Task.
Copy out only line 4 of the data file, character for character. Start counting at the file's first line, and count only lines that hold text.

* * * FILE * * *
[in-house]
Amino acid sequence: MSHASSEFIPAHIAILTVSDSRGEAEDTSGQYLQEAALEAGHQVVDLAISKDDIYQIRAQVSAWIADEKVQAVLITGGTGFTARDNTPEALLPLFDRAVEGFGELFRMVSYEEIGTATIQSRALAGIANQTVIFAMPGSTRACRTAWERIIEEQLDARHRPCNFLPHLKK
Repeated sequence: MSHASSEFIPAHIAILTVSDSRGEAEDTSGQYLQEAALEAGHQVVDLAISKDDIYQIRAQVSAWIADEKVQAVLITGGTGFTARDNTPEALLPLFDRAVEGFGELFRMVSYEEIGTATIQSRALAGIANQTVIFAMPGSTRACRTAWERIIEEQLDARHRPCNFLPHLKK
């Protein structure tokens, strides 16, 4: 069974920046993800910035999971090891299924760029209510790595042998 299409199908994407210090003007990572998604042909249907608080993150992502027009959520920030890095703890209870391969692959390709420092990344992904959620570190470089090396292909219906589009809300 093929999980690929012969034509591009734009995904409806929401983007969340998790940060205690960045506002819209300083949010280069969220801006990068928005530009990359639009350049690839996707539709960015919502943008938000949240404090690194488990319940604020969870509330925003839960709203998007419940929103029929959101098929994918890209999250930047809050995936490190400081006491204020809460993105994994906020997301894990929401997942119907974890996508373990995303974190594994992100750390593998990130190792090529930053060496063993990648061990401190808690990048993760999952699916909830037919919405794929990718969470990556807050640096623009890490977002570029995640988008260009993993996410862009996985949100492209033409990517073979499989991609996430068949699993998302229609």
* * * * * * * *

């Protein structure tokens, strides 16, 4: 069974920046993800910035999971090891299924760029209510790595042998 299409199908994407210090003007990572998604042909249907608080993150992502027009959520920030890095703890209870391969692959390709420092990344992904959620570190470089090396292909219906589009809300 093929999980690929012969034509591009734009995904409806929401983007969340998790940060205690960045506002819209300083949010280069969220801006990068928005530009990359639009350049690839996707539709960015919502943008938000949240404090690194488990319940604020969870509330925003839960709203998007419940929103029929959101098929994918890209999250930047809050995936490190400081006491204020809460993105994994906020997301894990929401997942119907974890996508373990995303974190594994992100750390593998990130190792090529930053060496063993990648061990401190808690990048993760999952699916909830037919919405794929990718969470990556807050640096623009890490977002570029995640988008260009993993996410862009996985949100492209033409990517073979499989991609996430068949699993998302229609």